Not all pharmacists are technophiles, but the time has come to embrace technology in the pharmacy, according to Paige Clark, RPh, vice president of pharmacy programs and policy at Prescryptive Health. Many pharmacists are spending more and more time reviewing drug pricing, often because of concerns about consistent pricing. With artificial intelligence completingthe price reviews, pharmacists have more time for patient interactions, allowing for confidence in pricing.

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When choosing a company to partner with, Clark said it’s important to be careful. “We are experts in patient care. We are experts in running our pharmacies. We are experts in a lot of things, but as pharmacists, we are not necessarily experts in technology. We might even be a bit of a technophobe. I would say that certainly was true of me. We [must] understand how to ask the right questions of our technology partners about data security,”she said.

Advanced Point of Sale Functional Testing

In the session, “Advanced Point of Sale Functional Testing,” Hillary Howell, PharmD, FACA, CCN,set out to help participants learn about the different types of available testing to patients and the regulations, the different types of advanced point of sale functional testing, when to use the various types of advanced point of sale functional testing, which types of training are recommended to offer advanced point of sale functional testing, and to examine the potential benefits to the patient and the practice. 

Howell covered topics such as direct-to-consumer testing vs point-of-care testing and the importance of having CLIA waivers in the pharmacy. She discussed the differences between allopathic and functional medicine models, where her experience in the subject was clear. Several specific types of testing, such as urine, breath, and stool, were discussed in-depth. There are several benefits to including point-of-care testing in the pharmacy,such as improved patient outcomes, increased pharmacy revenue, and expanded scope of pharmacist and pharmacy technician roles.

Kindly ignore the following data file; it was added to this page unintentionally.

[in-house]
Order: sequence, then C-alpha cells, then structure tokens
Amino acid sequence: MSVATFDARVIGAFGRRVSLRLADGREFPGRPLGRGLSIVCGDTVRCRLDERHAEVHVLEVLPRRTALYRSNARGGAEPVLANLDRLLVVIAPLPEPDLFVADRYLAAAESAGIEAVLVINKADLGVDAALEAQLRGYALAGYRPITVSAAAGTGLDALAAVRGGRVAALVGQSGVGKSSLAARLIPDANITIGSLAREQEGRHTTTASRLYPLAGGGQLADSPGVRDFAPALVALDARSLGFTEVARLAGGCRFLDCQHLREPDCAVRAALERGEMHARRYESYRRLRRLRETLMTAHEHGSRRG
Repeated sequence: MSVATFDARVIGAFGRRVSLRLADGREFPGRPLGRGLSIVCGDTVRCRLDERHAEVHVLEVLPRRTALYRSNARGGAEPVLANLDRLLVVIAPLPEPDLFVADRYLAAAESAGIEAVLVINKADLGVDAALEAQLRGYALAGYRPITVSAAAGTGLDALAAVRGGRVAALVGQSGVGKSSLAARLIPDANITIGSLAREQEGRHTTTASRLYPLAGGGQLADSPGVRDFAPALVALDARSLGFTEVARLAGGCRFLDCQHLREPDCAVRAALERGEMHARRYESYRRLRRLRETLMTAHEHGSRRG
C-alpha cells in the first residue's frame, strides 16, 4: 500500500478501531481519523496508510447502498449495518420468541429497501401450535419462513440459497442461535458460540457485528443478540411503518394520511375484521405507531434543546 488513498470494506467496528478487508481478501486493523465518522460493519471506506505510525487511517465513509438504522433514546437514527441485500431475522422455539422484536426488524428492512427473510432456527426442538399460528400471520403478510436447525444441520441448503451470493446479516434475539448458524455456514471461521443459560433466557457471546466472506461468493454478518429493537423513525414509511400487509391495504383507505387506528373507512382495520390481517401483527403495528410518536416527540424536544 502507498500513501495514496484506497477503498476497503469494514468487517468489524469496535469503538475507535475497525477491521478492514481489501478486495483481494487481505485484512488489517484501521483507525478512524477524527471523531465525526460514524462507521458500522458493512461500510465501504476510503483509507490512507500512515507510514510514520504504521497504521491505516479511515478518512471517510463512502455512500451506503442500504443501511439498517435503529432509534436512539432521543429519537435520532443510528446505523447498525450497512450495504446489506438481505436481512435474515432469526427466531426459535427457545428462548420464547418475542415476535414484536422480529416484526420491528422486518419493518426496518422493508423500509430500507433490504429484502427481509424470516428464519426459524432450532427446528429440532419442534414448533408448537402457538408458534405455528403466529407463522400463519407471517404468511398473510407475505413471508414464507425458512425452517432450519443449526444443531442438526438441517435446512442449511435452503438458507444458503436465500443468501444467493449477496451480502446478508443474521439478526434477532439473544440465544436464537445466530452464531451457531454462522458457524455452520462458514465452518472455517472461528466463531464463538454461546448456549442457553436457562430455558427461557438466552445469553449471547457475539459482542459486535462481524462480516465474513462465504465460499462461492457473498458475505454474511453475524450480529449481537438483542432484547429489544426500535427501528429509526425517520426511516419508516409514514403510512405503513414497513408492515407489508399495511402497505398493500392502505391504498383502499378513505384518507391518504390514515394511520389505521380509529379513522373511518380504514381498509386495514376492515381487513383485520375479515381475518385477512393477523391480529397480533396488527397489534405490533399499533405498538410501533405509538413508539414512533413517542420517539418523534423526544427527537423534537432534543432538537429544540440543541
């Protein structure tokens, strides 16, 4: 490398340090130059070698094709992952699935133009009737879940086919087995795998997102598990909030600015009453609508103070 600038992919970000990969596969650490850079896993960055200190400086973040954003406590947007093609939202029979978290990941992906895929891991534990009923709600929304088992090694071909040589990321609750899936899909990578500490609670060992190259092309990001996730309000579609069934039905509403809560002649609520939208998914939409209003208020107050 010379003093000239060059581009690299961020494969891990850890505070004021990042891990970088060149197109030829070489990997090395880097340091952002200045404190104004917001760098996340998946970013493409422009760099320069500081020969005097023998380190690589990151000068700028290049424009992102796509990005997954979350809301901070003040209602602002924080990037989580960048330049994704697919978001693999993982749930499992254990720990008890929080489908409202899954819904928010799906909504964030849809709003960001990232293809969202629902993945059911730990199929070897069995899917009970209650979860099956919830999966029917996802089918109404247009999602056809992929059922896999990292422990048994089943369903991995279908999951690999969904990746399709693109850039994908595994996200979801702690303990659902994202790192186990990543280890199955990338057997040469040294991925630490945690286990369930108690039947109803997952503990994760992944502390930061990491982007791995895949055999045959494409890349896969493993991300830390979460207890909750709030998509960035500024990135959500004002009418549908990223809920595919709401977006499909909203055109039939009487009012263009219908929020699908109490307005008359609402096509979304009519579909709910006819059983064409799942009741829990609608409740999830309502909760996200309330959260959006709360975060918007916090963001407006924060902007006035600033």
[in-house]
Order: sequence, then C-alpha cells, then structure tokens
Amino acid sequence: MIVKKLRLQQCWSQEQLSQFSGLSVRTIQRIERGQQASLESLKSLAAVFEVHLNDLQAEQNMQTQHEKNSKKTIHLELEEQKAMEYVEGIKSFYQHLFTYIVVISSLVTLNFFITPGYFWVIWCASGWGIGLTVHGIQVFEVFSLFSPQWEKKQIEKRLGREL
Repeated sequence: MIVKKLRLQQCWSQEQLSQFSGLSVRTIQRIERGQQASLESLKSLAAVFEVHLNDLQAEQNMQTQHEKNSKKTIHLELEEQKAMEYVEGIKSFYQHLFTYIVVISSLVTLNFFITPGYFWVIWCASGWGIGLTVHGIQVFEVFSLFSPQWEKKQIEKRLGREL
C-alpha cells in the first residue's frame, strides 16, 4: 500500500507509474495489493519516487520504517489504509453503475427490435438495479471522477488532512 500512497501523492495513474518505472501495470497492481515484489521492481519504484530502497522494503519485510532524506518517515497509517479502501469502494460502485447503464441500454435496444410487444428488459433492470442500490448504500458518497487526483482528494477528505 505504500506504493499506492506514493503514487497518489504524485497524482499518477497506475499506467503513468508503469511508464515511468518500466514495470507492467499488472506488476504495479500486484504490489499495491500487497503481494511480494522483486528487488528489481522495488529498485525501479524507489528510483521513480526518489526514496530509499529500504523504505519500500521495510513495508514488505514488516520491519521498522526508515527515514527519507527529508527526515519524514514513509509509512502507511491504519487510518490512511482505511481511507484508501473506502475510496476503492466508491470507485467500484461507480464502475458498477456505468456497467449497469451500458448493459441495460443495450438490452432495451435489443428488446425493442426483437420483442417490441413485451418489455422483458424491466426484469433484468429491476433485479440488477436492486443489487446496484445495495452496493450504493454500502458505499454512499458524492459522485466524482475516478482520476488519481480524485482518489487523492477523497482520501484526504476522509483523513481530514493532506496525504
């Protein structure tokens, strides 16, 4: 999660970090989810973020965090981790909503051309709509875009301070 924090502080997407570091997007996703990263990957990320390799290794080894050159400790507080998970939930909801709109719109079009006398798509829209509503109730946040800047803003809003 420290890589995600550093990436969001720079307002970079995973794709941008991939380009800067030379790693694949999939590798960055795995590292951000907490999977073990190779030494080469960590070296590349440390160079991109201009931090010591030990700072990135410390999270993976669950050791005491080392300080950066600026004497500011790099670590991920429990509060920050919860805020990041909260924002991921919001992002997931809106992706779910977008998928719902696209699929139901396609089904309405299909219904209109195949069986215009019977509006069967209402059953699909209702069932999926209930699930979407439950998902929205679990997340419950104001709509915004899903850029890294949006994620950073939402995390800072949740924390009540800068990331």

Howell’s presentation is an in-depth look at the ins and outs of point-of-care testing. “It helps me serve the purpose of not just mandating and giving [patients]prescriptions and sending them off [without getting] better,” Howell said.

Drug Supply Chain Security Act: Now and in November 2023

Josh Potter, director of compliance services at PRS Pharmacy Services, and Jim Shaver, director of operations at Advasur, closed out the day of community and pharmacy insights with a look at the Drug Supply Chain Security Act. Although the legislation is set to go into effect on November 27, 2023,when PRS asked a sample of pharmacies, 95% didn’t fully understand the act and only 8% were actively preparing for next November.

Potter broke down what drugs are affected by the legislation and how processes will differ from how they’re done now in key areas such as authorized trading partners, product identification, product tracing, product verification, detection and response, notification, wholesaler licensing, and interoperability.

For pharmacists who haven’t started getting ready for the legislation, “it will be very important that pharmacies, especially independent pharmacies, are attending webinars like this or listening to their buying group, their wholesalers, their compliance consultants, and so forth to make sure they do understand what requirements are coming down the line, and [to]make sure they’re compliant with today’s requirements,” Shaver said.

Click here to watch the Total Pharmacy Solutions Summit on demand.